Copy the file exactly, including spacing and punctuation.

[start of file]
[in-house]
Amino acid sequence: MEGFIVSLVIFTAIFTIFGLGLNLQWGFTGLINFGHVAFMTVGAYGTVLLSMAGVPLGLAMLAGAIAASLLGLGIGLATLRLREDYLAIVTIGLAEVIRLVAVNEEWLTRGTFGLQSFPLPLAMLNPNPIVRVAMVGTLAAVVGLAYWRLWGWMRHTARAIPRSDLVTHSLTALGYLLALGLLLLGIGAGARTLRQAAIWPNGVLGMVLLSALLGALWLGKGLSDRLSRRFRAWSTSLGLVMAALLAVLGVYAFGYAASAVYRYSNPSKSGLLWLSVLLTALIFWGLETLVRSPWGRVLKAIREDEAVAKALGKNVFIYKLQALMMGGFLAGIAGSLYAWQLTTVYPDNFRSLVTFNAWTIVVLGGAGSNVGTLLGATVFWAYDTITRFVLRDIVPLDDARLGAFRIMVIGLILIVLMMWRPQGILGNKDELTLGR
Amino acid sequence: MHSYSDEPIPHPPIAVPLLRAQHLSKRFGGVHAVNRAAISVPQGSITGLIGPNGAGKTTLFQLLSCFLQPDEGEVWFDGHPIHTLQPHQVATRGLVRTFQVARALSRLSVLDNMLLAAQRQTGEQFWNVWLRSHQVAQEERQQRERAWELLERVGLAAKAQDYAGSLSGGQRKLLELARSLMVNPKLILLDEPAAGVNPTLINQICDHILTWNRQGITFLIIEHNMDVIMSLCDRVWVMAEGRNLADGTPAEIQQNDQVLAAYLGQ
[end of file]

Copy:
[in-house]
Amino acid sequence: MEGFIVSLVIFTAIFTIFGLGLNLQWGFTGLINFGHVAFMTVGAYGTVLLSMAGVPLGLAMLAGAIAASLLGLGIGLATLRLREDYLAIVTIGLAEVIRLVAVNEEWLTRGTFGLQSFPLPLAMLNPNPIVRVAMVGTLAAVVGLAYWRLWGWMRHTARAIPRSDLVTHSLTALGYLLALGLLLLGIGAGARTLRQAAIWPNGVLGMVLLSALLGALWLGKGLSDRLSRRFRAWSTSLGLVMAALLAVLGVYAFGYAASAVYRYSNPSKSGLLWLSVLLTALIFWGLETLVRSPWGRVLKAIREDEAVAKALGKNVFIYKLQALMMGGFLAGIAGSLYAWQLTTVYPDNFRSLVTFNAWTIVVLGGAGSNVGTLLGATVFWAYDTITRFVLRDIVPLDDARLGAFRIMVIGLILIVLMMWRPQGILGNKDELTLGR
Amino acid sequence: MHSYSDEPIPHPPIAVPLLRAQHLSKRFGGVHAVNRAAISVPQGSITGLIGPNGAGKTTLFQLLSCFLQPDEGEVWFDGHPIHTLQPHQVATRGLVRTFQVARALSRLSVLDNMLLAAQRQTGEQFWNVWLRSHQVAQEERQQRERAWELLERVGLAAKAQDYAGSLSGGQRKLLELARSLMVNPKLILLDEPAAGVNPTLINQICDHILTWNRQGITFLIIEHNMDVIMSLCDRVWVMAEGRNLADGTPAEIQQNDQVLAAYLGQ